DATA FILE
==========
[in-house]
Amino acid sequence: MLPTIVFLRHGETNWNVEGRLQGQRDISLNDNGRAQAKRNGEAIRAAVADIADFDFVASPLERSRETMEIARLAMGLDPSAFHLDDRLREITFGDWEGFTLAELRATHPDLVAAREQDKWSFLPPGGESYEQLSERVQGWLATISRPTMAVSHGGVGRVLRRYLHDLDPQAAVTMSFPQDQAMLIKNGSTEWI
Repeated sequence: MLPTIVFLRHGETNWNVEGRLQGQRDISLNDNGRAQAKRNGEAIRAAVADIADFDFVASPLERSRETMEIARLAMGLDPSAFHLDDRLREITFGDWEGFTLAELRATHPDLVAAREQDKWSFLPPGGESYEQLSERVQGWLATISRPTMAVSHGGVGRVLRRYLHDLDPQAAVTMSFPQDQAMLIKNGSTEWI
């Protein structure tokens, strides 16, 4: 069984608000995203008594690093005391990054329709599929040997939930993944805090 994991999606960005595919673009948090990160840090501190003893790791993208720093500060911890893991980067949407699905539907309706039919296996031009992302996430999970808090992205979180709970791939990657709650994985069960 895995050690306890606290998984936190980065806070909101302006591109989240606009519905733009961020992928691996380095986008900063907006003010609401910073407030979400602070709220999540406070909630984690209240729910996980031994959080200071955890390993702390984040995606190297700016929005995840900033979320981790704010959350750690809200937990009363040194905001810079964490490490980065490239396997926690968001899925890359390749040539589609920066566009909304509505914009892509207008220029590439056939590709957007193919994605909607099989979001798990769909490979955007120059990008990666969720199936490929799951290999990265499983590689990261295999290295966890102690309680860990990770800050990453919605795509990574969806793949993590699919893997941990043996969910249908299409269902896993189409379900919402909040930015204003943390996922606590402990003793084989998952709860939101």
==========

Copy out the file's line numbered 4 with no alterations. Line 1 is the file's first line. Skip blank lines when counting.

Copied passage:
């Protein structure tokens, strides 16, 4: 069984608000995203008594690093005391990054329709599929040997939930993944805090 994991999606960005595919673009948090990160840090501190003893790791993208720093500060911890893991980067949407699905539907309706039919296996031009992302996430999970808090992205979180709970791939990657709650994985069960 895995050690306890606290998984936190980065806070909101302006591109989240606009519905733009961020992928691996380095986008900063907006003010609401910073407030979400602070709220999540406070909630984690209240729910996980031994959080200071955890390993702390984040995606190297700016929005995840900033979320981790704010959350750690809200937990009363040194905001810079964490490490980065490239396997926690968001899925890359390749040539589609920066566009909304509505914009892509207008220029590439056939590709957007193919994605909607099989979001798990769909490979955007120059990008990666969720199936490929799951290999990265499983590689990261295999290295966890102690309680860990990770800050990453919605795509990574969806793949993590699919893997941990043996969910249908299409269902896993189409379900919402909040930015204003943390996922606590402990003793084989998952709860939101």